I promise that you will learn something new from this conversation. And I hope you’ll share it with friends.


  • 4:15 What a camping trip can do for an 8-12 year old’s social bonds and feelings of adventure
  • 14:00 How to help an 8-12 year old identify what they think is unfair and understand why
  • 20:00 What to say–and not say–about divorce to children at this age
  • 23:00 Why losing friendships at this age can produce grief and loneliness–and how to work with this
  • 27:00 Why it’s not helpful to tell a child, “Hey, it’s OK. You’ll make new friends.”
  • 33:00 The long term cost of using rewards and punishments
  • 42:00 Stop talking about winning and losing. Start asking kids to describe their experiences in detail
  • 46:45 How watching Star Wars can subvert a 5-year-old’s imagination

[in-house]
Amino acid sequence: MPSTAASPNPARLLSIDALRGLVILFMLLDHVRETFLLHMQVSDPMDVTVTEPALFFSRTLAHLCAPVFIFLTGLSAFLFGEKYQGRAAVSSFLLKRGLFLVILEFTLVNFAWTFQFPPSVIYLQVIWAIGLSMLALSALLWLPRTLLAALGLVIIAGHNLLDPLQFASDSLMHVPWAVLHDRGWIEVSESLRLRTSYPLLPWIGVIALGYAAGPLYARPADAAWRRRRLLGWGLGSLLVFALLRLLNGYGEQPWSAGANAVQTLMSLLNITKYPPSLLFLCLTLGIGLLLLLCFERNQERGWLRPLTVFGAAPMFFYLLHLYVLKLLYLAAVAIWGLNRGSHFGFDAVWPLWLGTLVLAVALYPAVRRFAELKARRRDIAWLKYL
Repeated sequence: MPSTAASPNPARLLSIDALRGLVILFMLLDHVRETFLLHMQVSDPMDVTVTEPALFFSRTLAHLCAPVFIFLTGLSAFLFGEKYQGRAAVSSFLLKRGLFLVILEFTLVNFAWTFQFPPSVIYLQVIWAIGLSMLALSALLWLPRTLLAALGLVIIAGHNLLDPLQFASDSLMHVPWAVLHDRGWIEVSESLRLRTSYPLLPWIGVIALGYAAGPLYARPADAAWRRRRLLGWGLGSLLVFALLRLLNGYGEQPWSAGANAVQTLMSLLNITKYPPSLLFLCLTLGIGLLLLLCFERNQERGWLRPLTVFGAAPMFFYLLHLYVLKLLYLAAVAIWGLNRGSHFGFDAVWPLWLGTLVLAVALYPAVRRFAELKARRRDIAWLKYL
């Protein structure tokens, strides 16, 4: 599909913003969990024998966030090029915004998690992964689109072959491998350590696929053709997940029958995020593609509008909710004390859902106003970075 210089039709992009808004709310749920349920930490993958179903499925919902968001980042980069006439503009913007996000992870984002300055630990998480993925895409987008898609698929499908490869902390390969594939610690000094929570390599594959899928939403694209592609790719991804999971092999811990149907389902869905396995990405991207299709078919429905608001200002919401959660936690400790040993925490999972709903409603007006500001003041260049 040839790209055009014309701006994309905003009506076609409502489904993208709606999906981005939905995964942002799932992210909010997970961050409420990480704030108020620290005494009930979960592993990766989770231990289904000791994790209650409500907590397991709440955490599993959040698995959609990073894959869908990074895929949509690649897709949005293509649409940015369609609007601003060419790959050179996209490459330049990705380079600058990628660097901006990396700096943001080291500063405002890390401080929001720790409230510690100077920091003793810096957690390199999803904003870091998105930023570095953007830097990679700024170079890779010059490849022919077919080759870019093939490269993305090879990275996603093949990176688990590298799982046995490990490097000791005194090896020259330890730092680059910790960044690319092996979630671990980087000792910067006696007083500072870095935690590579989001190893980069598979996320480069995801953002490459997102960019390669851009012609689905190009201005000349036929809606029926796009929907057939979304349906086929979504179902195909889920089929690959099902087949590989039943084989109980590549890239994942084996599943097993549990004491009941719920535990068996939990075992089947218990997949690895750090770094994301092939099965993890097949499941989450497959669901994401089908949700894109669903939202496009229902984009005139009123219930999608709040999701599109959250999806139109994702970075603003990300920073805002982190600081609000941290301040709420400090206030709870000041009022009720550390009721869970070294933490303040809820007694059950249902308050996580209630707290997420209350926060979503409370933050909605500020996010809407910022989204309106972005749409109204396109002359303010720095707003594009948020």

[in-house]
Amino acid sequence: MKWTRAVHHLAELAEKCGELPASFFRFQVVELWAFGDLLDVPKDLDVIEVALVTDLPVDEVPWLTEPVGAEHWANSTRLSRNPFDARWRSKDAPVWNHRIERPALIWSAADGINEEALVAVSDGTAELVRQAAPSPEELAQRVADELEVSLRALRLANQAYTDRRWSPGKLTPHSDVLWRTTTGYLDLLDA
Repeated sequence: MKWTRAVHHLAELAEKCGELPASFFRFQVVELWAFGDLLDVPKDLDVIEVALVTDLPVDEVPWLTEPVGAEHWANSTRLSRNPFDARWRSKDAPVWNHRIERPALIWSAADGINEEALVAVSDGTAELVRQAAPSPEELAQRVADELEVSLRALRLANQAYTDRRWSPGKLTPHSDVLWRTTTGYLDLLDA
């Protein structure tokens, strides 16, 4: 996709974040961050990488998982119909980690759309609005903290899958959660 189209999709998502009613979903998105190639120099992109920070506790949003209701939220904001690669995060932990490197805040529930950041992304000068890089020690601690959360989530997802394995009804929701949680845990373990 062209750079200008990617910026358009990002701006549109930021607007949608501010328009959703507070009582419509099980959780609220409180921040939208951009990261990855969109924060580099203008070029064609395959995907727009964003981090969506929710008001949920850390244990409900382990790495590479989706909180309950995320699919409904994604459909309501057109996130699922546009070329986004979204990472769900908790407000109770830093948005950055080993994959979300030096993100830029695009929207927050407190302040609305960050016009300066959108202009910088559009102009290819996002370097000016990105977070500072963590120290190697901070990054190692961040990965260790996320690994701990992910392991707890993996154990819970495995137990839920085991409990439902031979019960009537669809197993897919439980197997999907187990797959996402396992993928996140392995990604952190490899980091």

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Episode 20: Robert Augustus Masters On True Masculine Power [The Amiel Show]

Men, listen up. This one’s for you.

In Episode 20 of the podcast, I speak with Robert Augustus Masters, author of the new book To Be A Man: A Guide to True Masculine Power.

Robert models the kind of manhood he aims to foster in the world: big heart, sharp mind, and firm backbone. Compassion without the B.S.

This is one interview you won’t want to miss. Whether you are a man or a woman.



  • 6:00 Shame: what it is and why men need to face it head on
  • 16:30 How to make an authentic apology
  • 20:30 Why the movie Fight Club is popular with so many men
  • 25:00 The difference between empathy and putting up with bullshit
  • 26:30 Why men love giving and receiving healthy challenges
  • 31:00 Bringing together your heart and guts at home and work
  • 36:30 The challenge of dealing a with a difficult boss
  • 46:00 What’s possible for men in the later stages of life
  • 48:00 How Robert practices gratitude

Listen to the Podcast